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Source: Iranintl

May 30, 2023

Hacked Document Shows Tehran Debating To ‘Redefine’ Ties With Baku

Author: Maryam Sinaee

A report, claimed by an opposition group to have been hacked from the Iranian presidency servers, advises the government to redefine its relations with Azerbaijan. 

“The government of Azerbaijan has misunderstood the self-restraint and good-neighborliness policies of the Islamic Republic of Iran as its weakness and inferred out country’s determination to avoid conflict with itself,” the report released by MEK-affiliated Telegram account Ghyam Sarnegouni (Uprising till Overthrow) Monday says. 

The group released a trove of secret and top-secret document on Monday that it said were obtained by hacking the government’s servers.

Describing Baku’s actions as “serious threats,” the report provides a summary of recent developments in bilateral relations and a summary of Azerbaijan’s relations with other regional players, Turkey and Israel, in the context of its relations with the Islamic Republic of Iran and says failing to redefine relations will lead to “increased hostility” from Azerbaijan. 

“Undoubtedly, the Zionist regime will be the principal beneficiary of heightened tensions between the two sides,” the report says. The report, which MEK claims was among thousands of other documents it acquired, was apparently made by the foreign intelligence and security department of the ministry.

The undated report, possibly a draft, is marked as “very confidential” but does not bear a reference number or signature. 

A sample of the leaked documents

An official of the presidential office, Mohammad-Mehdi Rahimi, claimed Monday afternoon that the presidency website had only temporarily been deactivated to carry out site security maintenance for a new version launched last week. 

Tensions have been high between Iran and Azerbaijan since November 2022 when both sides accused each other of engaging in terrorism and espionage in the other’s territory. 

Iran has suggested Azerbaijani involvement in the October 26 attack in Shiraz claimed by the Islamic State group (Isis-Daesh) and, also in the report accuses Baku of harboring Israeli intelligence and military elements that plan to use its territory in a possible attack against Iran’s nuclear facilities.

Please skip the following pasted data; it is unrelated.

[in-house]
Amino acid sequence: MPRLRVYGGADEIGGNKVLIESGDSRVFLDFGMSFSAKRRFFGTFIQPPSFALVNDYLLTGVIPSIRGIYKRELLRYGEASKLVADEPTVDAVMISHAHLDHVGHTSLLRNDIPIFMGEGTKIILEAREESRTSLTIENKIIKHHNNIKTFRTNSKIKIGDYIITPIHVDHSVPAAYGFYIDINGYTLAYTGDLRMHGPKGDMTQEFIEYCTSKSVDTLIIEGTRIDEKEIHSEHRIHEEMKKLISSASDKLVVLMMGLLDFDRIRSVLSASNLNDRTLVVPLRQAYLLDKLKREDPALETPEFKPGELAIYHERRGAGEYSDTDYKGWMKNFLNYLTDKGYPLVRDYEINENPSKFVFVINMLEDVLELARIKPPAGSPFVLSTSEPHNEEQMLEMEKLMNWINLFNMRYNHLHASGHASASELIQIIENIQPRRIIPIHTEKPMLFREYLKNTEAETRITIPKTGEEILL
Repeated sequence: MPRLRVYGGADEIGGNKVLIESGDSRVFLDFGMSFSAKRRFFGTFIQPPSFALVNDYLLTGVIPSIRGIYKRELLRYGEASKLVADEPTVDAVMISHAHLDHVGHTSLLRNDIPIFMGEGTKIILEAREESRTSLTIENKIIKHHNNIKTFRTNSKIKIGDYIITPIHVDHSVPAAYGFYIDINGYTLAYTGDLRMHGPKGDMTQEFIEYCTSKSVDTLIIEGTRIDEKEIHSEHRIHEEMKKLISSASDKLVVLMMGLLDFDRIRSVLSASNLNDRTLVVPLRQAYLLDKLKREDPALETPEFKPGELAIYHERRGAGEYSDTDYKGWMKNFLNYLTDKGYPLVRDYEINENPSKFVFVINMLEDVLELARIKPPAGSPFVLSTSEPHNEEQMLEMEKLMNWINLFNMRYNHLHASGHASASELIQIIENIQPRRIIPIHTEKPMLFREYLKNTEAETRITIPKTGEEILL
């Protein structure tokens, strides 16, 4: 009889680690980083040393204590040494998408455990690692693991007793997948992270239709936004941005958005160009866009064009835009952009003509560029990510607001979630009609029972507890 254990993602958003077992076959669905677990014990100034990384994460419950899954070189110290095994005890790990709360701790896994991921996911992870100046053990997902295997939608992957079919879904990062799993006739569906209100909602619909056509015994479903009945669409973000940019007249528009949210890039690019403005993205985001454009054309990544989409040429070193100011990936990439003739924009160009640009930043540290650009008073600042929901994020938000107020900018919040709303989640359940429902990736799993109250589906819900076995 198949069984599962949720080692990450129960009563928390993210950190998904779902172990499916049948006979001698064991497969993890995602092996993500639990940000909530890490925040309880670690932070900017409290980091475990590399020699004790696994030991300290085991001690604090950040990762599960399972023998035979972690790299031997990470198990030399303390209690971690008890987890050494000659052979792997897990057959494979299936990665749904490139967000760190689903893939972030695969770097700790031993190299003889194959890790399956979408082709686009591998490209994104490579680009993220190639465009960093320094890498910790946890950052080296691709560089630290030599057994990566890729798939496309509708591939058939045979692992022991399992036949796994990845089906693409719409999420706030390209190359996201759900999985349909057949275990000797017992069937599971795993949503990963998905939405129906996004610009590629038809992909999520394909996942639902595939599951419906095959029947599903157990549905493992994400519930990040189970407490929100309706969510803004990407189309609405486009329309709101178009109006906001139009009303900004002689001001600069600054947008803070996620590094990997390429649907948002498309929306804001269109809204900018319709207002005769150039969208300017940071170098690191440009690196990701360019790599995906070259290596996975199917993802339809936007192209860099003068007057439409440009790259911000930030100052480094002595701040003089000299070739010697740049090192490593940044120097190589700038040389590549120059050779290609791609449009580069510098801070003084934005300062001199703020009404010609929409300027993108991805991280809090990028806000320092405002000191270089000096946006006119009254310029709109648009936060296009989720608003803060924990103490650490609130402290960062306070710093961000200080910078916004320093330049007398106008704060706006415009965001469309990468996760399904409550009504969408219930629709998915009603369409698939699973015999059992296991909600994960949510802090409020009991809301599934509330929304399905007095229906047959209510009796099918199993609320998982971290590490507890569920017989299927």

The two countries in early May expelled each other’s diplomats after incidents that Baku also dubbed as "terrorist attacks".

These included a gunman’s attack on Azerbaijani diplomatic mission in Tehran in January after which Baku shut down the embassy and an attack on Azerbaijani lawmaker Fazil Mustafa in March, who is an outspoken critic of the Islamic Republic.

Ethnic and religious issues complicate relations between Tehran and Baku and both parties have been using these factors against each other. 

Around a quarter of Iran’s population is Turki-speaking Azari, with analysts and activists disagreeing over the closeness of their cultural-linguistic links to their neighbors to the north. Iran fears separatism in its northwestern regions encouraged by Azerbaijan. 

On the other hand, Azerbaijan has a large Shiite population that is susceptible to agitation by the Islamic Republic, which considers itself the leader of the Shiite world. Supreme Leader Ali Khamenei is often referred to as the "leader of world Muslims". 

The Albania-based opposition group claimed it had breached 120 servers of the presidential office and accessed internal communications and minutes of meetings as well as President Ebrahim Raisi’s online conference platforms and about 1,300 computers inside the office.

Hackers posted images of MEK leaders, Maryam Rajavi and her husband Masoud who has not been seen in public since 2003, and defaced pictures of Supreme Leader Ali Khamenei and President Ebrahim Raisi on the compromised websites. 

Without any details, some Iranian news websites reported -- a few hours after the MEK’s announcement Monday that they had hacked the website of the presidency – that the website could not be reached. 

In early May the group released hundreds of identification documents, minutes of meetings, copies of correspondence, phone numbers of foreign ministry officials, and the names of 11,000 employees. 

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